WASHINGTON – A regional government group backed a funding increase for Chesapeake Bay restoration projects Wednesday in endorsing two federal bills.
The measures won the support of the Metropolitan Washington Council of Governments, which will request additional, specific funding so local governments can improve projects such as storm water management in the bay watershed, said Stuart Freudberg, director of COG’s Department of Environmental Programs.
The House and Senate bills, which would boost funding for the Chesapeake Bay Program from $40 million to $50 million, were sponsored by Rep. Wayne Gilchrest, R-Kennedyville, and Sen. Paul Sarbanes, D-Md.
The funding would be a good step forward, said Frederick County Commissioner John Lovell Jr., but it will take billions of dollars to reverse the effects of nutrient runoff, which causes fish-stifling algal growth, and other pollution.
“It would not begin to close the restoration funding gap,” said Lovell, who also heads the Chesapeake Bay and Water Resources Policy Committee.
COG will send letters of support to Gilchrest and Sarbanes, but it will ask for additions to the bills, including devoting at least 33 percent of annual Bay Program funds to local governments and non-government organizations. The council also recommended an increase in the cap on small watershed grants from $50,000 to $1 million.
“Local governments and non-profit organizations are being asked to play an increasingly important role in the Chesapeake Bay restoration effort,” a draft letter said. “More needs to be done to give these critical organizations the funding and tools necessary to carry out their roles in the bay restoration partnership.”
Gilchrest’s bill is being handled by the House Committee on Resources, while Sarbanes’ bill falls under the Senate’s Environment and Public Works Committee.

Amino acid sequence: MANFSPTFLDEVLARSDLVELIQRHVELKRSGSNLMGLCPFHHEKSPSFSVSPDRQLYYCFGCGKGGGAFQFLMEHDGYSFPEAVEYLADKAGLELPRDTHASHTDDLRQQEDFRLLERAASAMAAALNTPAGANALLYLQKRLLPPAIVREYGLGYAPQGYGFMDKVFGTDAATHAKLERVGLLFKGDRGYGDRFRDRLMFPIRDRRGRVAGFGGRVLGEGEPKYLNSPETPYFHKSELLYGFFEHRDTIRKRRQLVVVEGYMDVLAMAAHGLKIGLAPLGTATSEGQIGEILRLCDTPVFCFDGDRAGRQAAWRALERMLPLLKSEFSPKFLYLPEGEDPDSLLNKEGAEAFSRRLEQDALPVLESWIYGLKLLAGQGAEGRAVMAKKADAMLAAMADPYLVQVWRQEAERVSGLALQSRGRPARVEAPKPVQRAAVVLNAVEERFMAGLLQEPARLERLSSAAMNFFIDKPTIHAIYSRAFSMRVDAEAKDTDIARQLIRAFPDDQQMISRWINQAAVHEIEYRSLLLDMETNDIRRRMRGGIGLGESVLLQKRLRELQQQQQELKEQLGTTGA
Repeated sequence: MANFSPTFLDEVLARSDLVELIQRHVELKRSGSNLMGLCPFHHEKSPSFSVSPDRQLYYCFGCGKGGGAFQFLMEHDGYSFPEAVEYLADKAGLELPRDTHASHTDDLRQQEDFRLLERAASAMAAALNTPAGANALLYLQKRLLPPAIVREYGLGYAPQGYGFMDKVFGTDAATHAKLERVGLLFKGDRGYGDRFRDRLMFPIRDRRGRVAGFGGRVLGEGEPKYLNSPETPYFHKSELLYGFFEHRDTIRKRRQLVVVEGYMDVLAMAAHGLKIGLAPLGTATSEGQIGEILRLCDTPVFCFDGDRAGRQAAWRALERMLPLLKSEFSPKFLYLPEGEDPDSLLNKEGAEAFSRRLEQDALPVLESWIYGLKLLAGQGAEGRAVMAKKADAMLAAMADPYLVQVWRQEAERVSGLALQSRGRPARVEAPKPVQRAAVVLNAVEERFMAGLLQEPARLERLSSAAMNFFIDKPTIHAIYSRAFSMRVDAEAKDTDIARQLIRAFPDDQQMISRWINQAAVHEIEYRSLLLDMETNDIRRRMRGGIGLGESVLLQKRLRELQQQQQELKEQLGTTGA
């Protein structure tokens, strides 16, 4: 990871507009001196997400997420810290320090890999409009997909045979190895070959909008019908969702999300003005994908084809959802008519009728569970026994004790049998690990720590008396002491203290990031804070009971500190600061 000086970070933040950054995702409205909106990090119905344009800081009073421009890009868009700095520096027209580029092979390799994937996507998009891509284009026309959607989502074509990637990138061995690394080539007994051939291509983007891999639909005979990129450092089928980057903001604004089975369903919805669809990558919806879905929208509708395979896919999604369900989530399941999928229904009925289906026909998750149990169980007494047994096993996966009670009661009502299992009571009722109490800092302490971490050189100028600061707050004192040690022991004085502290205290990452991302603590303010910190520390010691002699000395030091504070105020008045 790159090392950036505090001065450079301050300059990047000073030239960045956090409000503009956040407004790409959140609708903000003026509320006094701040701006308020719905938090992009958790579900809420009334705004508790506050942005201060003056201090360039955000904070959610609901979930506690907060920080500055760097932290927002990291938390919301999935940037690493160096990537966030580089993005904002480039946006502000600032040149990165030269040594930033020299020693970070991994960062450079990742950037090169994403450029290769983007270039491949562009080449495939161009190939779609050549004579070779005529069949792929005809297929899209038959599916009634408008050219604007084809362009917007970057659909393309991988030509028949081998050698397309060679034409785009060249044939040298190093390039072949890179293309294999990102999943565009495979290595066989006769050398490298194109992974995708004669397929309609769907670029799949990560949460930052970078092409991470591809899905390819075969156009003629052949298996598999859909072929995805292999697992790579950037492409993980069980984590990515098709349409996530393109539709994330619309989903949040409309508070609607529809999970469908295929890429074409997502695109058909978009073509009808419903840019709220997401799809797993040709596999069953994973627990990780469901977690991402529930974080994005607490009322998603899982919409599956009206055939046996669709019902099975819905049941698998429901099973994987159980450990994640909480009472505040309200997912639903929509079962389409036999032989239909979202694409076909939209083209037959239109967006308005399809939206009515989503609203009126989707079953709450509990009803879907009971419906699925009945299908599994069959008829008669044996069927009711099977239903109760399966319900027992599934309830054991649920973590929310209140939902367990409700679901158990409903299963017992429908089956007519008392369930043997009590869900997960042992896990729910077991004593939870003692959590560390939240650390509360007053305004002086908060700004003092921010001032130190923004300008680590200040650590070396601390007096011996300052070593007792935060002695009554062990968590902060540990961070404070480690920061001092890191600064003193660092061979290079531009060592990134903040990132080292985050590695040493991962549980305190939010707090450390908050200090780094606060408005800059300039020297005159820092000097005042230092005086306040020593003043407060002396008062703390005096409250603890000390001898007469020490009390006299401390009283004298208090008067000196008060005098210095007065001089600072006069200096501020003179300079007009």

Freudberg said he is “optimistic” about the bills before Congress and COG’s requests.
“I think (they) will be well-received,” he said.
Sarbanes’ office, however, cited partisanship and fears the Senate bill will not come under discussion anytime soon.
“The Republican leadership does not seem to have the same commitment to the bay,” said Jesse Jacobs, Sarbanes’ press secretary. “In previous years, if Sarbanes and other members of the bay delegation asked for the bill it fell on deaf ears.”
The office of Senate Majority Leader Bill Frist, R-Tenn., did not return calls for comment Wednesday.
While the bills’ passage would not solve all the bay’s problems, Freudberg said the legislation is “a very significant step in the right direction.”
“We take it one little step at a time to add up to the ultimate restoration,” he said.
Lovell said the bay restoration affects a wide range of Maryland’s population, from the taxpayer to the farmer who needs to plan a nutrient management program.
“As long as the rivers flow, the challenge will always be there,” Lovell said. “This is something every citizen is taking part in.”